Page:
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New state laws now in effect

READ MORE: New State Laws Now in Effect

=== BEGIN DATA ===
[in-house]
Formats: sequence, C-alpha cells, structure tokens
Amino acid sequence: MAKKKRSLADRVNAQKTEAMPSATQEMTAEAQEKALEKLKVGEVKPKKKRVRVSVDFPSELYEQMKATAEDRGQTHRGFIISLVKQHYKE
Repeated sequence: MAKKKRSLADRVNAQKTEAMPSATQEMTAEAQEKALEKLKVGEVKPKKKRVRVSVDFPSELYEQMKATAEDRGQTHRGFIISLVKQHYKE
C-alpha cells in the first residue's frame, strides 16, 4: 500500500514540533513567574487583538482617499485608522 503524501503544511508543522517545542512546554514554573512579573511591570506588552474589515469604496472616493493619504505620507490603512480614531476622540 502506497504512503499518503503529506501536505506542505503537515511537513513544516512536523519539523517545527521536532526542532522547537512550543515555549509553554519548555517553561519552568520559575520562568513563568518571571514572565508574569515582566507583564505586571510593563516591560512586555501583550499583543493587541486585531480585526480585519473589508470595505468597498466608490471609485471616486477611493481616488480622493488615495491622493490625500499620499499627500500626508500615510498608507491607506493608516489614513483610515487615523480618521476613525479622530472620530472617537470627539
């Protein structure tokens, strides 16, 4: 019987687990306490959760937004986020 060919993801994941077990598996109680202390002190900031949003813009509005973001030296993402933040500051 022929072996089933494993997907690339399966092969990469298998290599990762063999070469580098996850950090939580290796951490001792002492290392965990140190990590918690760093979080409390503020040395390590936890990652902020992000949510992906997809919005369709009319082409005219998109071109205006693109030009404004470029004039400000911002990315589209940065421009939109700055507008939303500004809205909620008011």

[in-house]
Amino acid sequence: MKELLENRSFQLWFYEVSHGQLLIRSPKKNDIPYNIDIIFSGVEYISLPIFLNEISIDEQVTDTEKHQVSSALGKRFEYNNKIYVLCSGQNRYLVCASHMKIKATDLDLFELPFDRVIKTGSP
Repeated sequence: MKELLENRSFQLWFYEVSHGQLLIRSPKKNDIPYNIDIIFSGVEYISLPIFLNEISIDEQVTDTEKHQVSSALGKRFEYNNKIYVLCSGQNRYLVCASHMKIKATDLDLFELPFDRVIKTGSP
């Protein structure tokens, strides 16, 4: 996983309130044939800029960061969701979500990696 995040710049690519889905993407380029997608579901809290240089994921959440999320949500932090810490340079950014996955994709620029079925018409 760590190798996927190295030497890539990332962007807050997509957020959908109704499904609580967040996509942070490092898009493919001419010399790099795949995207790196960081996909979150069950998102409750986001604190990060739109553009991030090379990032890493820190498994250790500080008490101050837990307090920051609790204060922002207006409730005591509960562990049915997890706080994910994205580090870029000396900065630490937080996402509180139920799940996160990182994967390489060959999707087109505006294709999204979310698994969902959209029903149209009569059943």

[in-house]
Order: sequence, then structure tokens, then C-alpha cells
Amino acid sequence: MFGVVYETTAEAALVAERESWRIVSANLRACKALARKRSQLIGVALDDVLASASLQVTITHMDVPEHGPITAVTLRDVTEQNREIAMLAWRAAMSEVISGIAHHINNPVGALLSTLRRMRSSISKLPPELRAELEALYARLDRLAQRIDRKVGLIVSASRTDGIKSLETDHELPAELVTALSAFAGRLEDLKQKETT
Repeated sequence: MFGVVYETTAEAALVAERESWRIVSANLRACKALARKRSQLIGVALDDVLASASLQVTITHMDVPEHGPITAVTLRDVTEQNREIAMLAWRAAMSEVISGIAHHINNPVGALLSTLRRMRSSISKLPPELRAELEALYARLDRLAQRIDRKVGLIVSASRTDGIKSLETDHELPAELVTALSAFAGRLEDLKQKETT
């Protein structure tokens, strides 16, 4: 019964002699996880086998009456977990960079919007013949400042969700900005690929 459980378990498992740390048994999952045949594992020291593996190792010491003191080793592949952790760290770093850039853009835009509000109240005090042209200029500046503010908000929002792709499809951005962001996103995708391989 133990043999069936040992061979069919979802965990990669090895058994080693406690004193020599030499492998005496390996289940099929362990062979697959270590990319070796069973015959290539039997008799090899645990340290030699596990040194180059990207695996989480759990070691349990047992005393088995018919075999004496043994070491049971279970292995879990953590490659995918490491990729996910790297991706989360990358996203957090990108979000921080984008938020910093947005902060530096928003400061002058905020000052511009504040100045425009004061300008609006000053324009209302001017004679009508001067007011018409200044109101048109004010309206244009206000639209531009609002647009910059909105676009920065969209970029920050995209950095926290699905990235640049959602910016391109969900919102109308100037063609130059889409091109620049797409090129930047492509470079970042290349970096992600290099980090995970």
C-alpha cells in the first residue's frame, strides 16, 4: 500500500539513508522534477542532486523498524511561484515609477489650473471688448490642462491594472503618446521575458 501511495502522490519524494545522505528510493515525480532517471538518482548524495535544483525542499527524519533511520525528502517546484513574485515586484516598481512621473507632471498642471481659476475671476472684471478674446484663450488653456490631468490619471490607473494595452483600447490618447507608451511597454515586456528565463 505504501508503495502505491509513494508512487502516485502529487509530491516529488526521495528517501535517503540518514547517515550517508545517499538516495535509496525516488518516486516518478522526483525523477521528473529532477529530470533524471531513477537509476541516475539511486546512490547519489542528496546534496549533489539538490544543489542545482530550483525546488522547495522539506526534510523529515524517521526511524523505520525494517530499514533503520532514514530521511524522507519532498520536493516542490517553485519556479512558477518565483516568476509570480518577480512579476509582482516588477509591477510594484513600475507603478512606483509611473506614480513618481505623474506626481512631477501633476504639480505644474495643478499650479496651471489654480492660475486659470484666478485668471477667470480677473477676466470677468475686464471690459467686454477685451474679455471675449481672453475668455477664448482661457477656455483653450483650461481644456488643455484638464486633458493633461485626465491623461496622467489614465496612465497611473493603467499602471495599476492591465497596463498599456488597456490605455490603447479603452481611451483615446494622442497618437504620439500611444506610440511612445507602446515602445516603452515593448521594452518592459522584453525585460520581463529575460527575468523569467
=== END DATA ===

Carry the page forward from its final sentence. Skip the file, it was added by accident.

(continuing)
More than 40 new state laws went into effect this weekend. Two aim to prevent underage drinking. Alcohol inhalers -- devices that transform liquor into a mist -- are now illegal in North Carolina. That means selling and using the devices are no longer permitted. Also, adults who serve alcohol to minors could lose their driver's licenses, even if the minor does not get behind the wheel. Bikers no longer have to wait out sensory traffic lights at intersections. Some signals are designed to change when they detect vehicles. The problem is they don't always detect motorcycles. "It's a great thing because the bike will not trigger the light and you wind up sitting at a light forever," said local motorcycle rider Chris Chandler. "You almost have to wait for a car to get beside you to trigger it." After three minutes bikers can now cross the intersection if they think it's safe. Legislators also hope to keep drug dealers farther away from kids. Dealers will be slapped with a class E felony if they're caught selling drugs within one thousand feet of schools and parks. State Senator Julia Boseman (D-9) co-sponsored the law. "Particularly with some of the areas downtown that are caught between these school districts and there's a lot of drug sales going on there, this would hopefully get them out of these areas," Boseman said. Another law aimed at keeping kids safe bans school bus drivers from using cell phones while operating school buses. They'll be fined at least $100 if they're caught. Those driving without a license can now have their picture taken if they're given a ticket. Legislators say the measure will help prevent identity theft. Finally, penalties for harming animals have become more severe. Starving an animal to death is now a class A1 felony. Killing or seriously injuring a police dog is now a class H felony. These laws were all finalized and approved in the last legislative session that ended this past spring. They're all effective as of yesterday. Another set of laws will go into effect January 1, 2008.

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